Monitor existing zero position rankings and perform regular updates on your top-performing pages. Regular tracking will also alert you to drops in SERPs. When you lose a position-zero result, you can take action to restore your previous rankings.
Update your content in the following ways to maintain position zero rankings:
- Ensure basic SEO optimization: Before you think about snippet-specific optimization, you should ensure that you’re following basic on-page best SEO practices. Are you using concise URL paths, HTTPS, relevant markup schema, sufficient content length and keyword density, and an easy-to-read, header-based structure?
- Update content regularly: Google prefers to display current content in featured snippets. Ensure that the information you display is up-to-date and mention that the page has been checked recently with a tag along the lines of “Last Updated on….”
- Answer additional related questions: High-quality content often ranks for multiple featured snippets. Consider expanding existing pages with questions and answers related to the core topic.
- Track existing content that ranks highly in standard results: Pages that rank in the top ten “standard” search results, especially those that occupy the first position underneath a featured snippet, should be considered low-hanging fruit. Keep in mind that not all content will qualify for featured snippets. However, if you are able to provide a higher quality answer than the current snippet, it is worth updating the content of your top-performing pages.
Updating content is usually inexpensive but pays large dividends in terms of maintaining traffic, especially for content that drives substantial leads.
2. Create Content for Featured Snippets
Creating content for featured snippets is usually straightforward in the sense that it will likely call for only minor changes to your existing content creation processes. Small tweaks to keyword research and article structure can have significant impacts.
Follow the tips below to optimize content with featured snippets in mind:
- Base content around question queries: Search queries in the form of questions—starting with words like “why,” “how,” “if,” “do,” etc.—typically return featured snippets. Keywords with informational intent are also often served by featured snippets. Create content around these queries wherever possible or, at the very least, dedicate sub-sections to them.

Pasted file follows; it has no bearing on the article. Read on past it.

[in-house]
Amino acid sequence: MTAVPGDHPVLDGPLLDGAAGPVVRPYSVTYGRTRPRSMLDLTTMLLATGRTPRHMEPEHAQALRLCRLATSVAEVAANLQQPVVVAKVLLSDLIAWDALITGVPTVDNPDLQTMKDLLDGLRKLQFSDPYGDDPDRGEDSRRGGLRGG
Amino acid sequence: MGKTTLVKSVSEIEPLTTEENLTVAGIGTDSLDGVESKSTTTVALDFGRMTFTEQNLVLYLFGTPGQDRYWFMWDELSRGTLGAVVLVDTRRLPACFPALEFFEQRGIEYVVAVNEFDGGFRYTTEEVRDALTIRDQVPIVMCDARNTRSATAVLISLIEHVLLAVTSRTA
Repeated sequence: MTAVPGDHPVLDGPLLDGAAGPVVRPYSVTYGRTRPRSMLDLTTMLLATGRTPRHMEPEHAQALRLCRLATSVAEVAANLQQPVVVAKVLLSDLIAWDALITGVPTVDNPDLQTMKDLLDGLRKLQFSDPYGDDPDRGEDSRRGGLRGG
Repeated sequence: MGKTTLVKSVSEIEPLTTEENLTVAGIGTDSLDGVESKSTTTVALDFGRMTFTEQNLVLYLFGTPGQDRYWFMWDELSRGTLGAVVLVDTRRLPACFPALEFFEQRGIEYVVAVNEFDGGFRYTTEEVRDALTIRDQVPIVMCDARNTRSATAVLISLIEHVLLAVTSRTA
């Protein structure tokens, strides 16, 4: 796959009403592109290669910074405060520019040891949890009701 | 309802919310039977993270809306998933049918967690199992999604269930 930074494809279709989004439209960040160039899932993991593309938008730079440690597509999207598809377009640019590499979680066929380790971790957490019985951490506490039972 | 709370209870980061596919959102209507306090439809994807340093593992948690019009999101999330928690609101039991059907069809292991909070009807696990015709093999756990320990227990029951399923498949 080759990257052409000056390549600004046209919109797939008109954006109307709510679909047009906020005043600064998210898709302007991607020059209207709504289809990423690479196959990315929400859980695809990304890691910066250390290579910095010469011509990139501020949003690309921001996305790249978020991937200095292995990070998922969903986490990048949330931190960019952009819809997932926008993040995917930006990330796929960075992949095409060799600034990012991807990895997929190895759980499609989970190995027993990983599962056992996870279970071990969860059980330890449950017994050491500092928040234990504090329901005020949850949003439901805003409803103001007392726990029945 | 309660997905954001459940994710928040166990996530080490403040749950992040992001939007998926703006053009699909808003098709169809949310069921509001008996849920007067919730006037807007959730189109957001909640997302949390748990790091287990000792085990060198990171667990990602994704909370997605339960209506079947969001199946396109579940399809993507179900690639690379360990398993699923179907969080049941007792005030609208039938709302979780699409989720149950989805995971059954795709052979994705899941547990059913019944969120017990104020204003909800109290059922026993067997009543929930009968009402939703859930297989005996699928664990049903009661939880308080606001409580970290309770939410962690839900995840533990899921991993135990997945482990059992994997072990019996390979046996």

- Create content for search queries that already show featured snippets: Keyword queries that already return featured snippets represent viable opportunities if you’re able to create higher-quality, more detailed content.
- Structure pages in a Q&A format: Weave succinct, definition-style answers into your content and make effective use of headings, with questions as specific sub-headings wherever possible. Match the word structure of headings and answers to search queries to increase relevance. “People also ask” and “People also search for” are valuable tools in this regard.
- Use correct schema markup and follow Google best practices: There is some debate around the role of schema markup in featured snippets, and there are many examples that don’t have structured data. Nonetheless, there are no downsides to including structured data in your pages. Specific examples include lists, FAQs, articles, home activities, “how to” pages, and others.
3. Don’t Be Afraid to Use the Opt Out
In rare cases, zero position snippets underperform compared to top five rankings. Sometimes, drawing people to a landing page will be more important than occupying position zero, especially if brand awareness is not a priority. Similarly, you may wish to show rich snippets in your results, which may not be possible in a featured snippet.
Wherever possible, track conversions before and after achieving a zero position to determine which scenario is better for your web pages. It’s possible to opt out of featured snippets by using the nosnippet tag.
Measuring it all through an Enterprise SEO Platform
Optimizing for featured snippets is an essential part of an effective SEO strategy. It’s a simple but potentially lucrative process. In the vast majority of cases, it will be the best path to take.
However, don’t assume that featured snippets are always the best solution. Sometimes it will be better to rank in standard results, and it’s important to be able to monitor your progress to make sure you’re achieving those listings you’re aiming for. We recommend checking out an enterprise SEO platform like BrightEdge to help!
Intent is the main factor at play when it comes to featured snippets and position zero results. Searchers that want a quick answer—“What’s the time in Rio Janeiro?”—won’t go to a site if they don’t have to. It sometimes takes quite a bit of keyword research in a platform to identify and match that intent to the query to see if it makes sense to optimize for.
Other searchers, such as those interested in buying an item or reading an in-depth item, almost always will.